This agreement will legally bind the consultant from working with any of your competitors for a certain period (usually 1-2 years) after the assignment is completed.
Including this in your consulting agreement can give you peace of mind knowing that the consultant won’t be able to reveal confidential information they learned while working with you or during his or her services rendered.
7. Termination clause
No matter how detailed you are with your project plans, things don’t always go as smoothly as you imagined. You may have to make a strategic decision to terminate a project or the consulting services you receive may not be satisfactory. Or, the consultant may decide to stop working on the assignment for whatever reason.
The termination of services clause in your consulting agreement lays out the terms and conditions related to suspending or concluding work. Indicate whether the consulting services can be terminated immediately, or if an advance written notice to the other party is needed.
8. Limitation of liability
The clause protects you from any legal liability arising from the consultant’s actions. This indemnification element protects you from potential contract breaches or practices that could put your business’s operations or reputation in jeopardy.
This clause will prevent your company from being held liable for any damages or legal issues as a result of negligence on your consultant’s part. This includes their dealings with third parties that they may hire for the assignment.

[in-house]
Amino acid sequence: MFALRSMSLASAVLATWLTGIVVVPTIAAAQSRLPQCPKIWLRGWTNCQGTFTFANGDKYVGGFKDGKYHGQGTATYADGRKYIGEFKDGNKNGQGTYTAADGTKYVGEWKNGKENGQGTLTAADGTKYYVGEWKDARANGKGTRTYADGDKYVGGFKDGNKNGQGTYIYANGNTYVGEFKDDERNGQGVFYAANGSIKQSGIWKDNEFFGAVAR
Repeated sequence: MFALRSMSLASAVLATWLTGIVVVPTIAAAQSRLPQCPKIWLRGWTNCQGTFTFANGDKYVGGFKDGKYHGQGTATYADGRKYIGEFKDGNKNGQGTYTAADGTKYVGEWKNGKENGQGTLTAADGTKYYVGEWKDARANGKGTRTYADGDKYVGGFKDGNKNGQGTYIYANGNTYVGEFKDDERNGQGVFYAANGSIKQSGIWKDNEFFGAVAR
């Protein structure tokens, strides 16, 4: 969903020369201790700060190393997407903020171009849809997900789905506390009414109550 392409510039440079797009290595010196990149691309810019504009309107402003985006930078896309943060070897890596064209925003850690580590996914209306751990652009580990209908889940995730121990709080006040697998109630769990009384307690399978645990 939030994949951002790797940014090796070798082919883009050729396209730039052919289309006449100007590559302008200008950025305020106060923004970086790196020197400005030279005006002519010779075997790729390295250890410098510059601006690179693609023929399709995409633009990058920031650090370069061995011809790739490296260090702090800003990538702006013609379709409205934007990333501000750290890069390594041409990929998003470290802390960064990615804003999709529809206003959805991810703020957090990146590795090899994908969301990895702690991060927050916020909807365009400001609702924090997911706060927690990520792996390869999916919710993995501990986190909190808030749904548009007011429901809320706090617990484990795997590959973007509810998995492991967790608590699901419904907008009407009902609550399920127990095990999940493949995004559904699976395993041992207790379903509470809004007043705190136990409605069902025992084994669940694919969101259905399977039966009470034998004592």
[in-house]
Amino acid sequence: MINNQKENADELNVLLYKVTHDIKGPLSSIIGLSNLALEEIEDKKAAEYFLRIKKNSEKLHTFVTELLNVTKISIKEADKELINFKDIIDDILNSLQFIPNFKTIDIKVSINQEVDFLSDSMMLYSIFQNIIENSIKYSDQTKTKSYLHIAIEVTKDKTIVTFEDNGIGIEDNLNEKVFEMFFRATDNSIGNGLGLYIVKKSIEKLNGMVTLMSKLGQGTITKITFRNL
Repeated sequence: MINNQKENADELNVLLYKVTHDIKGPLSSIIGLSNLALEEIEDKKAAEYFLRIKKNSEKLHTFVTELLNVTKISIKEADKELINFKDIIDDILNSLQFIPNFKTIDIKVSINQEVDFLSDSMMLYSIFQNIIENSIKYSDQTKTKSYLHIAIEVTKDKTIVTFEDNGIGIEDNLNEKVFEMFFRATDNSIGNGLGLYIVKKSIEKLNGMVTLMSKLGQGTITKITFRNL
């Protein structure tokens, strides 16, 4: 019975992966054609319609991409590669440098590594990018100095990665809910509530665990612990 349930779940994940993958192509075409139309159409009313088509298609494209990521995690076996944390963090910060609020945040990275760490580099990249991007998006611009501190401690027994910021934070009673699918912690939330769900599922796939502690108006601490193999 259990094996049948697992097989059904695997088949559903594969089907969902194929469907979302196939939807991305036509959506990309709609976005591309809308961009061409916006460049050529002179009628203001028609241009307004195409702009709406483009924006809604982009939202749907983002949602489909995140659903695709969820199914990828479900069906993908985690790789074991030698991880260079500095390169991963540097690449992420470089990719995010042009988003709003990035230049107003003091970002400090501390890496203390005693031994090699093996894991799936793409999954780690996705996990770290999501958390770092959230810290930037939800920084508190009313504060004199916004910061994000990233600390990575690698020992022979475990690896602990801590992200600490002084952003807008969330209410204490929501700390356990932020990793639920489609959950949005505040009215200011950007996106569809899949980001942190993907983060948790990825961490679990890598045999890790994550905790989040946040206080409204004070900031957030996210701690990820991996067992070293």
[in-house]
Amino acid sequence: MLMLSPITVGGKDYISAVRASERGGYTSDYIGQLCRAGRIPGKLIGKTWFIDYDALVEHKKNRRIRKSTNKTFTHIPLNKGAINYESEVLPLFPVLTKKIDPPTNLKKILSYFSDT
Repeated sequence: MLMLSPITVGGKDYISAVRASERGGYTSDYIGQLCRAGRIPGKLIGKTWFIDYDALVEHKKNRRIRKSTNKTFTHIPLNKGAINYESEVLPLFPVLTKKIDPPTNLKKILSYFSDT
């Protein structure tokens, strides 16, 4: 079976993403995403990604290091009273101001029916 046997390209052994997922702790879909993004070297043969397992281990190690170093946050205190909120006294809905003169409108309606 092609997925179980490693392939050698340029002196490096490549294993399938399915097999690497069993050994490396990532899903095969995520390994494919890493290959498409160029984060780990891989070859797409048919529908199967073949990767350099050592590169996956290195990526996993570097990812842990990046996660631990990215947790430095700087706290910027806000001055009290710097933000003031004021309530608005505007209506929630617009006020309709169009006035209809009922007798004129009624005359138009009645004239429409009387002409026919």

9. Dispute resolution
It’s possible to have a dispute with the consultant at any point during the assignment, whether it’s your fault or theirs. Consider how you will address problems such as late payment for services, a breach of contract, arbitration, and mediation.
For example, if the consultant fails to deliver the work on time, they may be required to pay a penalty fee. Likewise, if you fail to pay the consultant according to the agreed-upon schedule, you may be liable for damages.
This clause is important to have in the contract so that both parties know what will happen if they fail to uphold their end of the agreement.
10. Signature and date
Don’t forget to include the signatures of both parties, and the date when the agreement is signed. It indicates that both parties agree to the terms and conditions of the agreement. Without the signatures and dateline, the entire agreement will not be considered lawful and will not be enforceable.
A consulting partnership is akin to a business partnership — you want to be as detailed and specific as possible when drafting your agreement. it’s important to ensure that the consultant agrees with the terms outlined in the document.
If you hire consultants at scale, then you may need a few agreement templates depending on the consultant services that you employ. You may want to check out the Onsiter VMS, which is a free-to-use vendor management system. The platform has free contract templates that you can customize and use when hiring independent contractors from the Onsiter marketplace.